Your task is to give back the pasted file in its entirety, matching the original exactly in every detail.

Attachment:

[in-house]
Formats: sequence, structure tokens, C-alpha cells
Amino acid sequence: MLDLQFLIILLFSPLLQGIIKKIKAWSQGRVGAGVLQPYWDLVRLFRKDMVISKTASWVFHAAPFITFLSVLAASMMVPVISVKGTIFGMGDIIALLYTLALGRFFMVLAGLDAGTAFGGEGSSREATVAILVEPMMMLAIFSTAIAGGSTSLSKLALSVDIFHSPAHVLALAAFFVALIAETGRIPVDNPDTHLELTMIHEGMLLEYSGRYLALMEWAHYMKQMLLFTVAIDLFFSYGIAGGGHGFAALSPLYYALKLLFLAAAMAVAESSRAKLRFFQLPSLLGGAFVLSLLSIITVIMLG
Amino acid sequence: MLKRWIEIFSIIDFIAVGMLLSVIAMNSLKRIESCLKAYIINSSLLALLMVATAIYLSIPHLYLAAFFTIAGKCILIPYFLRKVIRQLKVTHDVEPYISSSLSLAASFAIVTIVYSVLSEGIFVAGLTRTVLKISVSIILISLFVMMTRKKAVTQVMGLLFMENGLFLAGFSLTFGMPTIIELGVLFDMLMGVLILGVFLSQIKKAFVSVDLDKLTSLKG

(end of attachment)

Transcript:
[in-house]
Formats: sequence, structure tokens, C-alpha cells
Amino acid sequence: MLDLQFLIILLFSPLLQGIIKKIKAWSQGRVGAGVLQPYWDLVRLFRKDMVISKTASWVFHAAPFITFLSVLAASMMVPVISVKGTIFGMGDIIALLYTLALGRFFMVLAGLDAGTAFGGEGSSREATVAILVEPMMMLAIFSTAIAGGSTSLSKLALSVDIFHSPAHVLALAAFFVALIAETGRIPVDNPDTHLELTMIHEGMLLEYSGRYLALMEWAHYMKQMLLFTVAIDLFFSYGIAGGGHGFAALSPLYYALKLLFLAAAMAVAESSRAKLRFFQLPSLLGGAFVLSLLSIITVIMLG
Amino acid sequence: MLKRWIEIFSIIDFIAVGMLLSVIAMNSLKRIESCLKAYIINSSLLALLMVATAIYLSIPHLYLAAFFTIAGKCILIPYFLRKVIRQLKVTHDVEPYISSSLSLAASFAIVTIVYSVLSEGIFVAGLTRTVLKISVSIILISLFVMMTRKKAVTQVMGLLFMENGLFLAGFSLTFGMPTIIELGVLFDMLMGVLILGVFLSQIKKAFVSVDLDKLTSLKG